How to save thousands on your private health insurance

Ensure you're not paying for something you don't need by reviewing your private health cover.

If you haven’t gone over your private health insurance policy, now is the time to act before the end of the financial year as you could very well be paying for something you don’t need. 

While reviewing the fine print of your policy may sound tedious, you could save yourself thousands of dollars — especially if you price compare to other options available. 

Research from cost comparison site compared policy price variations from 34 health funds and found top combined cover for singles started from $165 and ranged upwards to $624 per month.

That’s a difference of $459 per month or $5,508 per year.

More than half of people aged over 50 currently have private health cover according to figures from iSelect but that doesn’t necessarily mean those people are getting the most bang for their buck.

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“A lot of funds are offering special deals at this time of year to entice new customers or to entice people to switch,” says Laura Crowden, iSelect’s corporate affairs manager, who says gift cards and waiving of waiting periods were common offers. 

“But I’d caution people against choosing a fund purely based on the specials on offer because while it may look good in the short term, you’ve really got to choose a policy that’s right for you. 

“Premiums are rising and you want to make sure you’ve got the policy you’re going to be happy with for at least a year or two.”

Crowden says people over 60 need to ensure they’re covered for things that become more important and possibly remove things that they no longer need.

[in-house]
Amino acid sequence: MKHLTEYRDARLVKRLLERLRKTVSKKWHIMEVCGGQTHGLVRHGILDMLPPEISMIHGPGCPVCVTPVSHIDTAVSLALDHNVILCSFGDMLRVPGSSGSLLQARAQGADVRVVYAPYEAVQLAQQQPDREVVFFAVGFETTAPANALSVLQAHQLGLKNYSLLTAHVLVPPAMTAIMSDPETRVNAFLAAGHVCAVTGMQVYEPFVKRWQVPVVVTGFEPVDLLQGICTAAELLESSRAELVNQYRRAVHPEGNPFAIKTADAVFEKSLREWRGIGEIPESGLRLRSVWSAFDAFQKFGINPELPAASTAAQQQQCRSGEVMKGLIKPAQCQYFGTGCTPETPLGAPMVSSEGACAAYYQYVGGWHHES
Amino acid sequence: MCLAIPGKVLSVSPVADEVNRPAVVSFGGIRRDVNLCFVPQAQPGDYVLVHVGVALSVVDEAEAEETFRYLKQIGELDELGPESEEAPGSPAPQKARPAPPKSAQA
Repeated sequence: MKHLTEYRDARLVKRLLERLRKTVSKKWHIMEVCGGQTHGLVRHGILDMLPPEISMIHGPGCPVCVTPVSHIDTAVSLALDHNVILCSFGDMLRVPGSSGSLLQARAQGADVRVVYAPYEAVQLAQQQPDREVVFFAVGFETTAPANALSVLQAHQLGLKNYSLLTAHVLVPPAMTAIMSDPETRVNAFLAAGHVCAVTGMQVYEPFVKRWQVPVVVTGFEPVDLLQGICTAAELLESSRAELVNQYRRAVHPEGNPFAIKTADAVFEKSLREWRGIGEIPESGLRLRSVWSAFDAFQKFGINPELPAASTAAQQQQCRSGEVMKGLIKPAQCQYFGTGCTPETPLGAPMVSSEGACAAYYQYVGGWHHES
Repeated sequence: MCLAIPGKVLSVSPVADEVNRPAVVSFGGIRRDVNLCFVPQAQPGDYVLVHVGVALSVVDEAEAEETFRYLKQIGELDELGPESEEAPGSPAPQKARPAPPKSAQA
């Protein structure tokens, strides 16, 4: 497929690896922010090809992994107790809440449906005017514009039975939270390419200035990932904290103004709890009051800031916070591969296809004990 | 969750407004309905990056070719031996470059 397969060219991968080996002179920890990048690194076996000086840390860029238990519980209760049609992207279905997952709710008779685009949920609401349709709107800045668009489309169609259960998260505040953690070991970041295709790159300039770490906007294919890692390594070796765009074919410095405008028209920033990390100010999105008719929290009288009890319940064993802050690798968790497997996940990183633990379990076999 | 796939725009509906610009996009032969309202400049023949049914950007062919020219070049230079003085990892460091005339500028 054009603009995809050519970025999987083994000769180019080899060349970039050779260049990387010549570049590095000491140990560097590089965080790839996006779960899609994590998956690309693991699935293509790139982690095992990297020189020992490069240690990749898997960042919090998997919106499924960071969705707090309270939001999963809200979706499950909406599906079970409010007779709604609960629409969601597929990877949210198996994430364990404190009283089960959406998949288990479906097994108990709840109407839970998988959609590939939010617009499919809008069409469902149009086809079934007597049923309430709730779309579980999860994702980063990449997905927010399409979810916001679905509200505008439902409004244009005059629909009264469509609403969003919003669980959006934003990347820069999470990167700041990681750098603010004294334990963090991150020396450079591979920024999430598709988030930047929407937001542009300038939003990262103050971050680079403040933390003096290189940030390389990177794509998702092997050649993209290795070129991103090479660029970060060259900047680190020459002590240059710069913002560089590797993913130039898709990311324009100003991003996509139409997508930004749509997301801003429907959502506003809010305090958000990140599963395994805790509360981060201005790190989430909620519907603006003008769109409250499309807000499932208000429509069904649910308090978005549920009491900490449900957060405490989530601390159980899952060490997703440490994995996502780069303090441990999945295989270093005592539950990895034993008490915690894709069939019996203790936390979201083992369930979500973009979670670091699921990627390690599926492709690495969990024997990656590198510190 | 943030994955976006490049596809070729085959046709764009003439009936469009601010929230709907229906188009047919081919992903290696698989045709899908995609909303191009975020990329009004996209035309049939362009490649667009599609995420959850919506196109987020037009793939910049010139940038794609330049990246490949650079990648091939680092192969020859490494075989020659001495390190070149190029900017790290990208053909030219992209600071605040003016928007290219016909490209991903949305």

“Key things to look for include a more comprehensive level of hospital cover to include cardiac and heart surgery, eye and cataract surgery and joint replacements,” she says. 

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“You probably don’t need something like pregnancy cover and removing that could significantly decrease your costs — it’s amazing how many people are still covered for pregnancy well into their 60s.”

While the biggest price difference uncovered when cost comparing was for top combined family policies — to the tune of more than $11,000 a year — Crowden says that’s probably not something you need to be paying for either. 

“It’s important to review your policy to make sure you’re not paying for anything you don’t need; there’s no point being on a family policy if your kids have long since left home,” she says.

Money expert Bessie Hassan agrees that Australians really need to read the fine print before deciding which policy is going to provide the best value. 


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She also warned people to be aware of the clear-cut price differences out there depending on the fund and level of cover — especially those who were taking out cover for the first time to avoid the Medicare Levy Surcharge and Lifetime Health Cover Loading. 

“While more expensive policies generally offer better value such as no excess and cover for more services, it’s not always the case,” she says. 
“Likewise, Australians should stay clear of cheaper policies that only include accident treatment in a public hospital, which you would be covered for under Medicare anyway.”

The most expensive health fund out there by average price across all of its policies was the Doctor’s Health Fund at $430 per month and the cheapest was Mildura Health Fund at $171 per month on average. 
“Australians will be paying on average an extra $191 on their health insurance policy this year so it’s no wonder they are asking whether they are actually paying for the best cover,” Hassan said.
“Our research shows that it really does pay to check what is and isn’t included in your policy, as well as how much value is claimable for each service — you could end up saving thousands.”

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Important information: The information provided on this website is of a general nature and for information purposes only. It does not take into account your objectives, financial situation or needs. It is not financial product advice and must not be relied upon as such. Before making any financial decision you should determine whether the information is appropriate in terms of your particular circumstances and seek advice from an independent licensed financial services professional.